The class war of the Technological Revolution is the major unwritten story of the past 20 years. It's scantly been written about in novels, and not covered by the mass media, because Overdogs who would write about it haven't been touched by the change. They hardly know it exists.
I wrote about it in 1994 in an essay for Robley Wilson at North American Review: "Detroit: Among the Lower Classes." That the published essay which contained my most passionate writing had zero impact even on the lit world was one factor in my incentive to help create the ULA. I realized writers like myself needed a larger platform from which to address this great and awful civilization.
With jobs across the society transformed by computer technology, the bar of qualifications was suddenly and drastically raised for the average worker. I can testify that those jobs which weren't eliminated became harder, more hectic, the worker required to do more work at a vastly quicker speed.
Millions of decent-paying jobs were eliminated; the lives of millions of individuals and families destroyed. As a result, the industrial working class in America has nearly vanished. The prospects for unskilled workers, for those at the lower end of the socio-economic scale, has become frighteningly bleak-- one reason for the growth of the underclass, which exists today in worse condition and with poorer prospects than at any time since the 1940's. (Even given the millions of people warehoused in this nation's prison system-- people no one wants to see.)
The choice is stark: Compete from Day One by becoming an absolute slave to the technological beast, or fall by the wayside. The mantra of the modern workplace the past decade: "Change or Die." This is not meant by those who say it to be taken metaphorically.
Even shitty $7 telemarketing jobs are now being outsourced overseas. When they vanish: nothing. Revolution or starvation?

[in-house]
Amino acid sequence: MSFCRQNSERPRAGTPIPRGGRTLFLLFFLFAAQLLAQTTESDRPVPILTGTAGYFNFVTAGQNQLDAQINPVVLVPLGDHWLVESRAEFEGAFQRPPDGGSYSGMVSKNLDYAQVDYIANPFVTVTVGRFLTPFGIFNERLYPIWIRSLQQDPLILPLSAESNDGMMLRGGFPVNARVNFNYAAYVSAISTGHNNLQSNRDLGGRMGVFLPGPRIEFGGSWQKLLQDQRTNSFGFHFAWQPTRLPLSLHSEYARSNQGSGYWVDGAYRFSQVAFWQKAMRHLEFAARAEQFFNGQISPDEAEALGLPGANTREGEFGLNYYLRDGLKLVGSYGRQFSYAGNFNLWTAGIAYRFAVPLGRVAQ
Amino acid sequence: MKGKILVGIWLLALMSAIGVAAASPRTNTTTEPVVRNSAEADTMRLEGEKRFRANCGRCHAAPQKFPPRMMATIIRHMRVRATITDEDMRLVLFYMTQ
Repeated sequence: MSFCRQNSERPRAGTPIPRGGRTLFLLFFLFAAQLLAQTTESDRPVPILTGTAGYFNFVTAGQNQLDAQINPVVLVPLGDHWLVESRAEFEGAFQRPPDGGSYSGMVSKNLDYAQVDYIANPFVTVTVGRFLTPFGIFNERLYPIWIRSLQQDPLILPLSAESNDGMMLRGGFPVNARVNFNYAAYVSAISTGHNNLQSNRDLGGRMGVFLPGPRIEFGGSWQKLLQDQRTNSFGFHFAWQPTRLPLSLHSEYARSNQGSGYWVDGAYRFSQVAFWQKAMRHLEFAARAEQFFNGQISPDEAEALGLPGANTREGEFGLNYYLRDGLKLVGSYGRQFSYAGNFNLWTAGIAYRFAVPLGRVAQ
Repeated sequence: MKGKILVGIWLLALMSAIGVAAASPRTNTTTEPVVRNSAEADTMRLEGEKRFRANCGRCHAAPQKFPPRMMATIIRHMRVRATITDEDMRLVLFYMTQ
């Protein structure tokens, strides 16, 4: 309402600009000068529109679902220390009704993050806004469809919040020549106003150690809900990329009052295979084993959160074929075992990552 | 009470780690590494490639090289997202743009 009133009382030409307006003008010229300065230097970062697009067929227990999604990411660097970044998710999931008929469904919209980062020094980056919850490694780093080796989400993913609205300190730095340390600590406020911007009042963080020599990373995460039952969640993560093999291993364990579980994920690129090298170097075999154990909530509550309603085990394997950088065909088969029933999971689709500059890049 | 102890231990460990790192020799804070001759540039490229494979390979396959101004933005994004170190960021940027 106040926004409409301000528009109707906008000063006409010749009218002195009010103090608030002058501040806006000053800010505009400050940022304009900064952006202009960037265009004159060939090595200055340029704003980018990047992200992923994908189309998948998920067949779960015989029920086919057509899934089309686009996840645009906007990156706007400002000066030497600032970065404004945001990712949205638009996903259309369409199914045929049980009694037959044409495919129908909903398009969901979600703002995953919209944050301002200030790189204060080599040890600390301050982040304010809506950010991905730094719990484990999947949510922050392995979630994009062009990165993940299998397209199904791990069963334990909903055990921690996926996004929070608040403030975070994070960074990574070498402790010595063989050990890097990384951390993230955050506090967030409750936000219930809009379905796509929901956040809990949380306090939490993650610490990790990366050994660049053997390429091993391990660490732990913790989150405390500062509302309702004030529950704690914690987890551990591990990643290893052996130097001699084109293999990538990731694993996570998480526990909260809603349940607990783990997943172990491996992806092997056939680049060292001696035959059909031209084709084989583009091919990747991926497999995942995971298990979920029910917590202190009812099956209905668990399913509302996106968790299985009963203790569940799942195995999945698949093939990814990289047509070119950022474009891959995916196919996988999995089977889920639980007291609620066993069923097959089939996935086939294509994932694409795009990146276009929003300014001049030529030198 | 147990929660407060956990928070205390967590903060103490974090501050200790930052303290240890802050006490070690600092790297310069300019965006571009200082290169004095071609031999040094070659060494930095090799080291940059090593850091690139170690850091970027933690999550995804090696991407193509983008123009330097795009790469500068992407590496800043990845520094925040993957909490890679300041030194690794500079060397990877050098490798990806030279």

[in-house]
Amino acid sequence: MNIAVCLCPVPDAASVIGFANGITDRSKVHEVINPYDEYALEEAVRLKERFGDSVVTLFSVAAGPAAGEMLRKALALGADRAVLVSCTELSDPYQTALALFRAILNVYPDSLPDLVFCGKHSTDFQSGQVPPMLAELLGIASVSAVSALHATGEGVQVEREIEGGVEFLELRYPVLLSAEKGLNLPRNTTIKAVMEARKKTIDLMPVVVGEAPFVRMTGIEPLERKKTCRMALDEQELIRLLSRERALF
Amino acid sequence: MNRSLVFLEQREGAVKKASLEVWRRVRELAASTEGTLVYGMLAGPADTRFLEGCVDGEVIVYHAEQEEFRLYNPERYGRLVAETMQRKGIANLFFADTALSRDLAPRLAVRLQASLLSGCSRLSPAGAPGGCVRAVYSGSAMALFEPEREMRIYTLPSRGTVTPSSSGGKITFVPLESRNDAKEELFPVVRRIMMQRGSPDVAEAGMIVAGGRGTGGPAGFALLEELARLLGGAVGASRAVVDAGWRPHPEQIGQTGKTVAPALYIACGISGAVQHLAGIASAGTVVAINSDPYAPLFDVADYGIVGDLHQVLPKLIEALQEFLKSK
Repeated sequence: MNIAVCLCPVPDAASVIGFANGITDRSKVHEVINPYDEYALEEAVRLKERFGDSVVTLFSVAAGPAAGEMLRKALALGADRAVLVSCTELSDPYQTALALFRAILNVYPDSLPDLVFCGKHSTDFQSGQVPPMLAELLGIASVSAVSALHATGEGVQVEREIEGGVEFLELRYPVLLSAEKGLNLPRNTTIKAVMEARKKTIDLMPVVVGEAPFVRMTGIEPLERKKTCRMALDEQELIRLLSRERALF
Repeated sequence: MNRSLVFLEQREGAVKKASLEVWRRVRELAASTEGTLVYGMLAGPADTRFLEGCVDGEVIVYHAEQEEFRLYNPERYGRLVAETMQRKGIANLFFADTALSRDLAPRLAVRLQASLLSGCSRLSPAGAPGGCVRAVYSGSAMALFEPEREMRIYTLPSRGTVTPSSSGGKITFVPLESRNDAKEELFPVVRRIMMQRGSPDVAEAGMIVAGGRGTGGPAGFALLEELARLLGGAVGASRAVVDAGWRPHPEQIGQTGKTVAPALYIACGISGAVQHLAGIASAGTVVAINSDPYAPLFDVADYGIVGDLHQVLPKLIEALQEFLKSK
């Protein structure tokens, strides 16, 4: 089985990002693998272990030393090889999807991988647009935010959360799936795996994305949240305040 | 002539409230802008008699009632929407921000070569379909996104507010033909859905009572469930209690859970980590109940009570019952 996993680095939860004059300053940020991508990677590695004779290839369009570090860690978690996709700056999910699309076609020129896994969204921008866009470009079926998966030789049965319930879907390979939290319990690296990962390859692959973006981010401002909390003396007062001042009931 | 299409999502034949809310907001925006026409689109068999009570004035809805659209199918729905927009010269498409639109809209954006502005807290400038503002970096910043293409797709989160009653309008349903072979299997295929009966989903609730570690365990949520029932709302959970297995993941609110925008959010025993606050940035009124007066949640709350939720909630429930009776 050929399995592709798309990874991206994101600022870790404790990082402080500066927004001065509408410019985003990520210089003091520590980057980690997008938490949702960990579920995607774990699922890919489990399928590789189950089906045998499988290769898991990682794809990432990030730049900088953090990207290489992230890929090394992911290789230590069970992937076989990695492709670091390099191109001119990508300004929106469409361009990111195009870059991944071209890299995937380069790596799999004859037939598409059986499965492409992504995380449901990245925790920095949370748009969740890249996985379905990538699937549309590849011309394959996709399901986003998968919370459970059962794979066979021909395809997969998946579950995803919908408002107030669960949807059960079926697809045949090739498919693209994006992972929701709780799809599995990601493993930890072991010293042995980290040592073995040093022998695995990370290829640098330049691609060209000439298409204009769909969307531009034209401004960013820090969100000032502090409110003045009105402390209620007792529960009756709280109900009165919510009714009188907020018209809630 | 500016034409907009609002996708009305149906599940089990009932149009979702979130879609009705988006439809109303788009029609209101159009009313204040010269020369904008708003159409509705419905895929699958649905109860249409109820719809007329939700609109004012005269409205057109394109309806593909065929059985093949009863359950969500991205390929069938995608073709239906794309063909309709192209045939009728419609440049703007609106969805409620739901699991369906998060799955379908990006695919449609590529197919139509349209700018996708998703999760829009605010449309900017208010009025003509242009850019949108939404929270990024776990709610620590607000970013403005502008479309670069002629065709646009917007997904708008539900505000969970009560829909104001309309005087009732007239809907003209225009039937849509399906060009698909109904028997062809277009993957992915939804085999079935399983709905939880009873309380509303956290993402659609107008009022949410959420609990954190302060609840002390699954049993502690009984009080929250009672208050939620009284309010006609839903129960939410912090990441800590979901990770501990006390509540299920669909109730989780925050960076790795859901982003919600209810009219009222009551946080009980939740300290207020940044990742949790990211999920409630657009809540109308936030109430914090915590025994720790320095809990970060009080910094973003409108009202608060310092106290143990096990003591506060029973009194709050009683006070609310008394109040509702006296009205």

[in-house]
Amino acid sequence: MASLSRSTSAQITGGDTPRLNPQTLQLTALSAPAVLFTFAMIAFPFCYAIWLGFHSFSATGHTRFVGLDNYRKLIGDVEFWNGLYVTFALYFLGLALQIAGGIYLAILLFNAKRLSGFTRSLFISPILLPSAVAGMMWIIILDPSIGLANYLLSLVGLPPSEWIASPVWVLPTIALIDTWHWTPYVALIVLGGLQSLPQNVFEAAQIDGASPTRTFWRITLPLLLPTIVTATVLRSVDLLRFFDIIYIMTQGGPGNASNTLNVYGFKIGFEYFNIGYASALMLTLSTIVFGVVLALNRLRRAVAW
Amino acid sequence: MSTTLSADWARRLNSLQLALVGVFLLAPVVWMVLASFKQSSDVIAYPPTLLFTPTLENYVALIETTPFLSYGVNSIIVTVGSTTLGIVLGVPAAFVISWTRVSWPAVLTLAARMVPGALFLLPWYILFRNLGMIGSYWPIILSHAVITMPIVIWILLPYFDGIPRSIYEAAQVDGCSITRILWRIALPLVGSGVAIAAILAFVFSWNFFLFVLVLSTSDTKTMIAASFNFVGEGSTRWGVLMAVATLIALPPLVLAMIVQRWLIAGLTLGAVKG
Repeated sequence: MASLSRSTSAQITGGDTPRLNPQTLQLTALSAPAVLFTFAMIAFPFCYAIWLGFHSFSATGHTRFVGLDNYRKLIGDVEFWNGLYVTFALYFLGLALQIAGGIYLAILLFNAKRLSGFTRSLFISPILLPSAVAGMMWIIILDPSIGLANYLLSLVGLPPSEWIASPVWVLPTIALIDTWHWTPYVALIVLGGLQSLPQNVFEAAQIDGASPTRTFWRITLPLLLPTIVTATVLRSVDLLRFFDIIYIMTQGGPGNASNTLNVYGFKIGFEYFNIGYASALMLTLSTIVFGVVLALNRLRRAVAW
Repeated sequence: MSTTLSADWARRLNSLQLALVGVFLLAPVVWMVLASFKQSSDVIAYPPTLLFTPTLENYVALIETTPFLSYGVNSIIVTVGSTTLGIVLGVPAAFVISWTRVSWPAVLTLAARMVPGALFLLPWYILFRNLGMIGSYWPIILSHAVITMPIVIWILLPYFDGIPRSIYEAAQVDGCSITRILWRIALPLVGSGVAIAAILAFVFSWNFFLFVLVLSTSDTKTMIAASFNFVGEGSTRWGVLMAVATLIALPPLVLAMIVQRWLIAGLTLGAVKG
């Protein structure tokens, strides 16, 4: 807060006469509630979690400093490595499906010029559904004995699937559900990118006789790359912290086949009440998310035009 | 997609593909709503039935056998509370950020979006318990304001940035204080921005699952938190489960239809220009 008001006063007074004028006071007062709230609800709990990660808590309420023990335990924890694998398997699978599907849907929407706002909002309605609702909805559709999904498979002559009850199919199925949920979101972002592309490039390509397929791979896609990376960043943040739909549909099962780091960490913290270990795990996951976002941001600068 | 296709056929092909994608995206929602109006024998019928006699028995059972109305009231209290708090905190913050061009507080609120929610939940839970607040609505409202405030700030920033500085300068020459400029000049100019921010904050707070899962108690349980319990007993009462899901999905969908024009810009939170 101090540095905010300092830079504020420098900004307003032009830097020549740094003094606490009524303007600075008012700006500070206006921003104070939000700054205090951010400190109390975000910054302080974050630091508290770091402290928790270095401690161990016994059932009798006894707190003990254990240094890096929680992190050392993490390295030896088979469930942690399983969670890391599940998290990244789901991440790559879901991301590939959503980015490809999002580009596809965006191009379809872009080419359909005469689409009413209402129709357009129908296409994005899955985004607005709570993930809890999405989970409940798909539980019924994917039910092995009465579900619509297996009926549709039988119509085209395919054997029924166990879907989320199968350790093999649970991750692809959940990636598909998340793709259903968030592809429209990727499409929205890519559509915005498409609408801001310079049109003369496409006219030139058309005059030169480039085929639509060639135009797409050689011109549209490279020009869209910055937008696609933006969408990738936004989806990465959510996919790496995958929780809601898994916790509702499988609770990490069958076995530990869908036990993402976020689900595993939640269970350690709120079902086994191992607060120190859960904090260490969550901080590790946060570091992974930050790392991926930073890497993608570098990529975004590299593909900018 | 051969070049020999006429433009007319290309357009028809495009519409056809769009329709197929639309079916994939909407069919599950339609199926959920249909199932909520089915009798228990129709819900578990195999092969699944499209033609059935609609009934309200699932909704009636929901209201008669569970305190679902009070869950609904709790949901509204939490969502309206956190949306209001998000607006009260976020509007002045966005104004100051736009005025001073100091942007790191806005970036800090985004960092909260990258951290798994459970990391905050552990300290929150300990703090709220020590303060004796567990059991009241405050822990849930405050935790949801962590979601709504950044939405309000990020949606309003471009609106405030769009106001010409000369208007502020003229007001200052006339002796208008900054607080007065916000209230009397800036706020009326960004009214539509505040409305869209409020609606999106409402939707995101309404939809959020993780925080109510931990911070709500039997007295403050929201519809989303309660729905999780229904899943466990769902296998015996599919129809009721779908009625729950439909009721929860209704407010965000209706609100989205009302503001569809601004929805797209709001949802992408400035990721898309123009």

Our totalitarian media over the past year has convinced us of a phony split between "Red" and "Blue" people in this country. It's a divide which exists mainly for the Overdogs of the Left and the Right IN media. Their split is on the order of an intramural dispute, a conflict between elites over social mores more than anything. They're still fighting the battles of the debate halls of Harvard and Yale over attitudes toward dating. (On REAL issues, such as NAFTA and the global economy, the elites of Right and Left are on the same side.)
The real divide in this country is between the affluent and the rest of us-- a divide which grows greater by the day. (The fight of the ULA against the Overdogs of literature is a true reflection of this reality.)
One of the ironies of change is that Detroit, the great creation of the Industrial Revolution, has been destroyed by the Technological one. THERE is a good place to view the economic disaster that's been wreaked on large unseen segments of this nation.
It's ironic that I write these words on-line. (Sorry if I've decided to fight; that I've refused to die.) I'm reminded of the scene in Kurt Vonnegut's Player Piano when men put out of work by machines eagerly volunteer to fix them when they break. We humans have an innate love of gadgets, even when they make us obsolete.
I'm reminded also as I write this essay of another novel, Food of the Gods by H.G. Wells. Well's novel is a metaphor for the change of the Industrial Revolution. Its quirky narrative captures well the feeling of sudden dislocation and change; the realization that the world is no longer the same.
The theme of the book applies even more to the ongoing Technological Revolution-- and to what lies ahead. Within a couple decades geneticists will be able to change man himself. By manipulating human codes, they'll manufacture people with superbodies and superbrains.
Will there be any doubt that the affluent Overdog class will partake of these Frankenstein benefits-- that they'll eat the "food of the gods," and so leave far behind everyone else, who'll they'll view with inevitable and increasing contempt? America and the world will then be divided not into two classes, as is happening today, but two species.
The result, based on the products of our current Overdog writers, is not promising for literature. A great writer is made not by a giant overpowering brain but by the empathy of a giant heart and the ability to recognize and speak the truth.